By Jake Flaherty
It was a cold, rainy Friday night. Wind was swirling as the Andover High Football team paraded off the field in victory. The local newspaper pulled aside a few players and the head coach. Fans stuck around with their umbrellas and rain coats to cheer on the team that had just put a major stamp on their season.
But one group of people walked off with no praise, with no high fives or cheers. Their heavy instruments soaking wet were stuffed into the back of their trailer and they hurried home with the sense of a job well done.
The Andover High Marching Band, a group made of 45 members, rarely gets acknowledged for it hard work, dedication, and passion for its craft. Much like a star quarterback or his fined tuned offense, countless hours of preparation goes into perfecting their complicated performances. “People don’t understand all the hard work that goes into it,” said Carina Brunelle a senior and leader of the woodwind instruments who has enjoyed her time in the band despite their lack of recognition. “I like it a lot. Just being with people I like and having a fun time is all that really matters.”
That’s a sentiment that is echoed throughout the band members. There is no sense of resentment or anger as a result of being under appreciated. To them, it’s about the love of playing music and being with their friends. As Ben Douglas, a junior and head of percussion instruments points out, it could be worse: “we might not get noticed. But at least we are good. Definitely one of the better bands in the area.”
This was tested on October 7, when the band hosted the Massachusetts Instrumental and Choral Conductor’s Association (MICCA) against five other local towns. The band more than held its own, finishing in one of the top spots. Eric Vastano, the drum major, the senior seen leading the band, loved the fact that they competed in the competition, “It just demonstrated all the work we have put into it,” he said. “For us to have a moment for ourselves was pretty rewarding. We are definitely underfunded but we overcome that.”
Perhaps no one knows more about what they have to overcome than Dean Smith. Smith, just a sophomore, is in charge of the bands dirty work. Besides playing the drums, a focal point in any band, Smith is responsible for making sure all the instruments make it to and from the games. The lack of funding is particularly evident during away games, when their trailer fills up Smith and his dad stack the remaining equipment in their SUV. “The worst is carrying the quad tenor drums or the tuba,” says Smith. “Those are the heaviest.” Sometimes it’s tough to keep lugging all that weight when it’s not noticed. “People come to football games to see the game or to hang with their friends. Not to watch us,” Smith added.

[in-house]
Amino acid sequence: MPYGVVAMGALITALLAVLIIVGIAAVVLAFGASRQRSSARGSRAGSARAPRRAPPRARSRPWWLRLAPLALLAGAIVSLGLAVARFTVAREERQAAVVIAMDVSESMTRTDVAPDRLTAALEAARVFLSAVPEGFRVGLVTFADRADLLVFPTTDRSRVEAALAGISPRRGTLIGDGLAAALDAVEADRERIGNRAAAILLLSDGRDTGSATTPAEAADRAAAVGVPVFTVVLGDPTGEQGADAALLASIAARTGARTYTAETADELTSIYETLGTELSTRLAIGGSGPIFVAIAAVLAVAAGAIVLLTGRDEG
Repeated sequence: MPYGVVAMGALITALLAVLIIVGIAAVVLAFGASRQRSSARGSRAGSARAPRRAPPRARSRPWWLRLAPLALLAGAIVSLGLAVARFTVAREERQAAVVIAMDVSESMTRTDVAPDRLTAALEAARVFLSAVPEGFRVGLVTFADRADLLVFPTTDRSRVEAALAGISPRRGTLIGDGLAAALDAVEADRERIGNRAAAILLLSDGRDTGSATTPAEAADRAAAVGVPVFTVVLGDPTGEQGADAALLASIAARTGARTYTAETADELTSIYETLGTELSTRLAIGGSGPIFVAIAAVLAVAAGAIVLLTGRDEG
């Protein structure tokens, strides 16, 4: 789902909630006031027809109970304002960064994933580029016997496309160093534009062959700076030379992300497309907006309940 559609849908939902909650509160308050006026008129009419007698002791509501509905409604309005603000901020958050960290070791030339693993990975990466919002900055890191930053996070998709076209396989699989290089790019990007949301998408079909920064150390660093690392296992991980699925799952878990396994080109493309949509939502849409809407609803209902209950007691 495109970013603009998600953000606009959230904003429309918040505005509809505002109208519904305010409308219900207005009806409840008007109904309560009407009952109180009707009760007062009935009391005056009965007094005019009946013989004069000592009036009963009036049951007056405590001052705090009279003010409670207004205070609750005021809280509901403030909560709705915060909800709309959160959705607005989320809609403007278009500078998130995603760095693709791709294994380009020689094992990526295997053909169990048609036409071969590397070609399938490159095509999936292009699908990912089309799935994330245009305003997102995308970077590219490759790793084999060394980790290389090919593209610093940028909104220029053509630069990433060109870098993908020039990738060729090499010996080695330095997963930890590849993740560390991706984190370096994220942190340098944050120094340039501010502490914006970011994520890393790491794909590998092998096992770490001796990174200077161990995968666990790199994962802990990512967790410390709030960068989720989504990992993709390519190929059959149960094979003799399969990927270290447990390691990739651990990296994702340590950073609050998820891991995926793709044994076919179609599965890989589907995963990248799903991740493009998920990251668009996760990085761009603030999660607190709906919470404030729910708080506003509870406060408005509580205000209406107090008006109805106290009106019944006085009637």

Although the band has never been linked to their success, members of the football team do appreciate all they do. “They work hard and practice just as hard as we do,” said Chris Mara, a starter on the offensive line. “They go to all the games even when it’s bad out.”
Senior captain and three-year starter Mark Zavrl unfortunately sustained a gruesome injury that has kept him off the field for the majority of the year. However, his patrol of the sidelines has given him a perfect view of the band. “No one ever mentions what they bring to this team,” he said. “But they bring energy to the stands. Their songs always get me going when we score a touchdown.”
There isn’t a better example of this energy than when the Warriors took on Tewksbury Memorial High school earlier this season. Andover had been favored heavily against the rival but for whatever reason came out flat. The game was at a deadlock heading into the final minutes of the game. Both sides kept matching each other’s offensive outburst with neither team finding an edge. That boost came on a run by Andover on their own sideline. As the runner was being dragged down by his helmet, the referee made no notion of acknowledgment. Spotting the no call from their section, a member of the band proceeded to scream out, “That’s a facemask!” Upon hearing this, the Tewksbury defender relinquished his grip of the facemask, helped himself up, and pointed up at the band, then continued it with a “Ya, so what? You’re just the band” type of taunt. Members of the band, unwilling to back down, followed up with dismissive gestures of their own. Noticing this scene, the Andover sideline went crazy. The mood swing and the excitement was palpable. A few big plays later, the game was out of reach and the Warriors marched off the field in victory.
Fast forward a few weeks later: that win was one of the tiebreakers which helped Andover seal the deal as MVC champs and gave birth to a seed in the playoffs.
Finally the band got the respect they deserved. All eyes were on them, as they performed in front of the Andover High student body for the schools Thanksgiving pep rally. People weren’t there to watch the football game, or to hang with friends. They were there to listen, to watch the band brilliantly perform the same songs and routines that had been overlooked for so long. As Adam Hornung, a senior at Andover who has been to every football game to watch his friends on the team, points out, “It’s nice to see them get a moment for themselves. I think I’m one of the few fans that actually paid attention to them all year. They are good.”
And how did the band feel about their moment? “We weren’t nervous. Just excited,” said Douglas.